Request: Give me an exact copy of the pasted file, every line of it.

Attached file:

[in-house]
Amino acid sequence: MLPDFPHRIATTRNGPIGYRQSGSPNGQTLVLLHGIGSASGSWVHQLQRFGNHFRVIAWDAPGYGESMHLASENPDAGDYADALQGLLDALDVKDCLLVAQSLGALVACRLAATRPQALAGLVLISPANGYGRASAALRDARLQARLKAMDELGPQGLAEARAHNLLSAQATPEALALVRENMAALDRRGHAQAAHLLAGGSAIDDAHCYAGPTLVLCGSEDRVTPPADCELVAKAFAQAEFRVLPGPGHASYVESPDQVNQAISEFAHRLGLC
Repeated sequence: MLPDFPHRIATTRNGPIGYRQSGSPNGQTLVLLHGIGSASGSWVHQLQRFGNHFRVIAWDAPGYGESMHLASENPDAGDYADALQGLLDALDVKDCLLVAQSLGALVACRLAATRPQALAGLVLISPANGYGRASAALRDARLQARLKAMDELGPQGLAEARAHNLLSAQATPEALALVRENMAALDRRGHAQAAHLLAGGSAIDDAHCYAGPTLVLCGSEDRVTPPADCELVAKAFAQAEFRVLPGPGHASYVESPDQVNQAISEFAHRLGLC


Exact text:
[in-house]
Amino acid sequence: MLPDFPHRIATTRNGPIGYRQSGSPNGQTLVLLHGIGSASGSWVHQLQRFGNHFRVIAWDAPGYGESMHLASENPDAGDYADALQGLLDALDVKDCLLVAQSLGALVACRLAATRPQALAGLVLISPANGYGRASAALRDARLQARLKAMDELGPQGLAEARAHNLLSAQATPEALALVRENMAALDRRGHAQAAHLLAGGSAIDDAHCYAGPTLVLCGSEDRVTPPADCELVAKAFAQAEFRVLPGPGHASYVESPDQVNQAISEFAHRLGLC
Repeated sequence: MLPDFPHRIATTRNGPIGYRQSGSPNGQTLVLLHGIGSASGSWVHQLQRFGNHFRVIAWDAPGYGESMHLASENPDAGDYADALQGLLDALDVKDCLLVAQSLGALVACRLAATRPQALAGLVLISPANGYGRASAALRDARLQARLKAMDELGPQGLAEARAHNLLSAQATPEALALVRENMAALDRRGHAQAAHLLAGGSAIDDAHCYAGPTLVLCGSEDRVTPPADCELVAKAFAQAEFRVLPGPGHASYVESPDQVNQAISEFAHRLGLC